Paranasal and thoracic computed tomography (CT) were useful to detect clinically important factors associated with poor asthma control in patients with severe asthma, according to study results published in Respiratory Medicine.

Researchers conducted a retrospective review of the medical records of adults with confirmed severe asthma from a single hospital in Spain who had had paranasal and/or chest CT (n=161). Findings from paranasal and/or chest CT conducted within the 5 years preceding the study were collected and reviewed. The investigators searched for a set of terms in the clinical record, including nasal polyps, thickening, bronchiectasis, infiltrates, atelectasis, emphysema, and air trapping.

A total of 103 and 57 patients underwent a paranasal and chest CT, respectively. Of the patients who underwent paranasal CT, 73% had ≥1 sinus occupied, 70.5% had mucous thickening associated with peripheral eosinophils, and 46.7% had chronic rhinosinusitis with nasal polyps.


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Of the patients who underwent chest CT, 28% had atelectasis, 17.7% had affectation of the small airway, 16.5% had air trapping, 11.6% presented pulmonary infiltrates, and 10.4% had emphysema. In this cohort, 60.5% of patients had bronchiectasis, which was more common in those who were older and had poorer lung function.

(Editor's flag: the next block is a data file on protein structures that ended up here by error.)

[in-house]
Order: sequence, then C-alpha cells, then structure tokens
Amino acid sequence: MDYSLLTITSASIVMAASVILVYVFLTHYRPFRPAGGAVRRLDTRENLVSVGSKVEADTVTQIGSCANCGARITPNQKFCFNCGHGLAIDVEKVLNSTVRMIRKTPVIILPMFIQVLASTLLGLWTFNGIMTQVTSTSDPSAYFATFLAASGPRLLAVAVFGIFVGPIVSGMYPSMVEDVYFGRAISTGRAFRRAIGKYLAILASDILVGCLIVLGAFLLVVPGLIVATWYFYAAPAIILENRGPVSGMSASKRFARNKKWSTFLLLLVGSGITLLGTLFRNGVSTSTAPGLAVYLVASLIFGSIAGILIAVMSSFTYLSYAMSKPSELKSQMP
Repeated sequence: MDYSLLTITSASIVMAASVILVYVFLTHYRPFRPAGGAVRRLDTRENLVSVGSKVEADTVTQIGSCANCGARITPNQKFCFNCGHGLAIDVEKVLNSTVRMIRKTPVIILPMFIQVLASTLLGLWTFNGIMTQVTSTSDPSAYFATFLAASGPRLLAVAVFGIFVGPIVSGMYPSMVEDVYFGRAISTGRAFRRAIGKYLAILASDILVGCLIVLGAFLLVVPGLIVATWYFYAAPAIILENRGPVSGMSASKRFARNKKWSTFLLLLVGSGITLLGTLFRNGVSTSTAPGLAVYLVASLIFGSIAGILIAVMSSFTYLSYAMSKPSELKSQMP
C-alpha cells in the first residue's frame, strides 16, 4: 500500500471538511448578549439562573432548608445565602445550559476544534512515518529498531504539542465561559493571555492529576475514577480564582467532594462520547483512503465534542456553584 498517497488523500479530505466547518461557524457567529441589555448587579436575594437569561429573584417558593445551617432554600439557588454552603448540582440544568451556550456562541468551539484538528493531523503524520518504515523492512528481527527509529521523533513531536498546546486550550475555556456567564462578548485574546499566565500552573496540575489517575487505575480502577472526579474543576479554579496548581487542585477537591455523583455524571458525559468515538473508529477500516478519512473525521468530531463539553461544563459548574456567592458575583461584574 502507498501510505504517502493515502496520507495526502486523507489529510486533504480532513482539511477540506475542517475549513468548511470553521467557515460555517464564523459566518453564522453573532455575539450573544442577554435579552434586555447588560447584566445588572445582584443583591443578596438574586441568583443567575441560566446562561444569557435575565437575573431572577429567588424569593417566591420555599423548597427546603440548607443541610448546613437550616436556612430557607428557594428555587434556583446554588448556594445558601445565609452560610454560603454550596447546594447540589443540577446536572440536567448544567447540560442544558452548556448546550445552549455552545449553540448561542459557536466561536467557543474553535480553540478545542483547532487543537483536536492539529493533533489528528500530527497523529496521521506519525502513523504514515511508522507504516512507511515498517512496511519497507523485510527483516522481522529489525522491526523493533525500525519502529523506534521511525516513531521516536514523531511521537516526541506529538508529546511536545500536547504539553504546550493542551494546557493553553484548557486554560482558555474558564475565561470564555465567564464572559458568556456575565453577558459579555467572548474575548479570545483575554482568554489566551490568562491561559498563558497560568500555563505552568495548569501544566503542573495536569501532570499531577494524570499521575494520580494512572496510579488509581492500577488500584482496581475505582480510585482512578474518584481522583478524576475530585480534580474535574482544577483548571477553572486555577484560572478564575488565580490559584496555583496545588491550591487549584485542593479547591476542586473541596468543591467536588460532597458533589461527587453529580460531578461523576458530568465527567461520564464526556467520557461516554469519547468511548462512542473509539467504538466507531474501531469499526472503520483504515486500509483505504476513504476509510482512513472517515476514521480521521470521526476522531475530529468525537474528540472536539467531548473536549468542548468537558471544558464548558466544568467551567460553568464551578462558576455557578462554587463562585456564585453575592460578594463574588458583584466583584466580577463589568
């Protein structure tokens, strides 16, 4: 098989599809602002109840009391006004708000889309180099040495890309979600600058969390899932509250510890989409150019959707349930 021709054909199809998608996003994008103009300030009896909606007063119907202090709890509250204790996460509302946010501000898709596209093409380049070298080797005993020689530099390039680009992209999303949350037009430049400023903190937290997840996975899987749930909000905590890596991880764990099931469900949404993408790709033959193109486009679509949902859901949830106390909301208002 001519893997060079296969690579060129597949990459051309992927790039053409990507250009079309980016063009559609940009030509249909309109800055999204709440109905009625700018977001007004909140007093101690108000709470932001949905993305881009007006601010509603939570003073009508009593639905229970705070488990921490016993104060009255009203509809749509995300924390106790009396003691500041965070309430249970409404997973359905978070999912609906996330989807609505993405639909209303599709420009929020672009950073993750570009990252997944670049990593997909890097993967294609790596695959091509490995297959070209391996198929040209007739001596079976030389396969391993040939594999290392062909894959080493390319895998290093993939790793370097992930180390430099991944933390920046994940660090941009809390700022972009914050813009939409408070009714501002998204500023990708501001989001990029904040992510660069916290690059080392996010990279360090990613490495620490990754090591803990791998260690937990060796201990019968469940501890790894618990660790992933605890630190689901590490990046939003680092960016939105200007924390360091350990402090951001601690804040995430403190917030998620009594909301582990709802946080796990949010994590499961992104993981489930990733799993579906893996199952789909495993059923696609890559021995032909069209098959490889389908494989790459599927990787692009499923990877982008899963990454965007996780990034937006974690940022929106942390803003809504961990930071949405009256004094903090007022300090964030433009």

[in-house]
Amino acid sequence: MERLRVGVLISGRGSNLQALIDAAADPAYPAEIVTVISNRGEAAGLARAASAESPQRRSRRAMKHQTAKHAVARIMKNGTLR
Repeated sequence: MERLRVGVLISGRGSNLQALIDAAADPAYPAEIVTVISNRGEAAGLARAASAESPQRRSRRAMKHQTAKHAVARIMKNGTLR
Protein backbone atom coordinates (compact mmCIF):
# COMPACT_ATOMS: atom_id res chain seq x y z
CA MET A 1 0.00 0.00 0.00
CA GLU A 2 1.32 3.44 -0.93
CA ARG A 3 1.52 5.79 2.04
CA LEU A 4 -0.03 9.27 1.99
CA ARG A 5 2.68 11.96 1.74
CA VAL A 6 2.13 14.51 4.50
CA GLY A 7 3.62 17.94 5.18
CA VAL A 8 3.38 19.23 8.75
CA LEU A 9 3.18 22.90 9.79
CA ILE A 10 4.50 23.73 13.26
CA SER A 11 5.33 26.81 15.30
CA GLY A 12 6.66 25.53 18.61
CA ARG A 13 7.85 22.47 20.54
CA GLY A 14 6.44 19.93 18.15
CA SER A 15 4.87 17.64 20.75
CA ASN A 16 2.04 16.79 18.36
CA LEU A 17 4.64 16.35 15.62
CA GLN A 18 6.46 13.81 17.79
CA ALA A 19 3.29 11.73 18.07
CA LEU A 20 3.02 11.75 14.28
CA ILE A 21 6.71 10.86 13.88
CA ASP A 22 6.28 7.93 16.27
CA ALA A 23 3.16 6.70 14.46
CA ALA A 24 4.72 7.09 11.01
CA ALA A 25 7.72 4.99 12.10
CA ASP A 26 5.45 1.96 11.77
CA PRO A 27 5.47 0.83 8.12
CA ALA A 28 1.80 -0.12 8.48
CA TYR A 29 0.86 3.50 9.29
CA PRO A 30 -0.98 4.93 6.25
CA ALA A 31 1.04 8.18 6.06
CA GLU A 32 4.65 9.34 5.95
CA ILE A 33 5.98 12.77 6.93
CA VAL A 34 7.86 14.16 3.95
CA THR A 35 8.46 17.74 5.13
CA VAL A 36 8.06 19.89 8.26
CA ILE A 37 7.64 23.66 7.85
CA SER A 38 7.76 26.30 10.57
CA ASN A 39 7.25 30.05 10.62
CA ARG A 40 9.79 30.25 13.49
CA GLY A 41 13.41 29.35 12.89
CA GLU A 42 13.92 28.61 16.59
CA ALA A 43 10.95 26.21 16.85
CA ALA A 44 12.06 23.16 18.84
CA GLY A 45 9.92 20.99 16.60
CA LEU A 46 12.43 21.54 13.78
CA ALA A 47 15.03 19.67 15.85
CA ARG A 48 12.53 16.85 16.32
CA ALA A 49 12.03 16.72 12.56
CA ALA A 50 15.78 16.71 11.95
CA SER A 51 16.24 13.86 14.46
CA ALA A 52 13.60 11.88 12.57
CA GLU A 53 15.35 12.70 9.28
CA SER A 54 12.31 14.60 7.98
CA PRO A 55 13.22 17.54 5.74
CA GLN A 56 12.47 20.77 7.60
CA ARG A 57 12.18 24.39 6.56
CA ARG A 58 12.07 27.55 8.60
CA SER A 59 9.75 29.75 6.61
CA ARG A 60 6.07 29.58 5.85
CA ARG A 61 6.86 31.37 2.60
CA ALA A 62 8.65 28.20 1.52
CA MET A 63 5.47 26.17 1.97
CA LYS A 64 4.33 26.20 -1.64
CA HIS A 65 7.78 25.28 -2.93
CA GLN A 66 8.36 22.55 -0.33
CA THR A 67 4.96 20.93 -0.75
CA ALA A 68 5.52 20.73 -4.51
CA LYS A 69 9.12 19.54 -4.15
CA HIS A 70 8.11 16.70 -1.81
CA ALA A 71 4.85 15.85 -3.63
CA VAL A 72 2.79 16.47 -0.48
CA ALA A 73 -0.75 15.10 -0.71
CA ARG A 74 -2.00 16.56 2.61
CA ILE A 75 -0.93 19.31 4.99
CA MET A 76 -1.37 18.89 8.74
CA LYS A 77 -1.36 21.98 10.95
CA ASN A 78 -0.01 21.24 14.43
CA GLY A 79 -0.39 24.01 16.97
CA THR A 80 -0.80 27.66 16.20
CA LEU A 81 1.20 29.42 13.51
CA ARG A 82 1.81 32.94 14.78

Limitations of this study included its retrospective nature, the inclusion of patient data from a single center, and the relatively small sample size.

“We should consider accomplishing paranasal and chest CT scan in every patient diagnosed with severe asthma in an era of personalized medicine with constant development of new therapeutics for severe asthma,” the study authors noted.

Disclosure: This clinical trial was supported by GlaxoSmithKline. Please see the original reference for a full list of authors’ disclosures.

Reference

Zamarron E, Romero D, Fernández-Lahera J, et al. Should we consider paranasal and chest computed tomography in severe asthma patients? Respir Med. 2020;169:106013.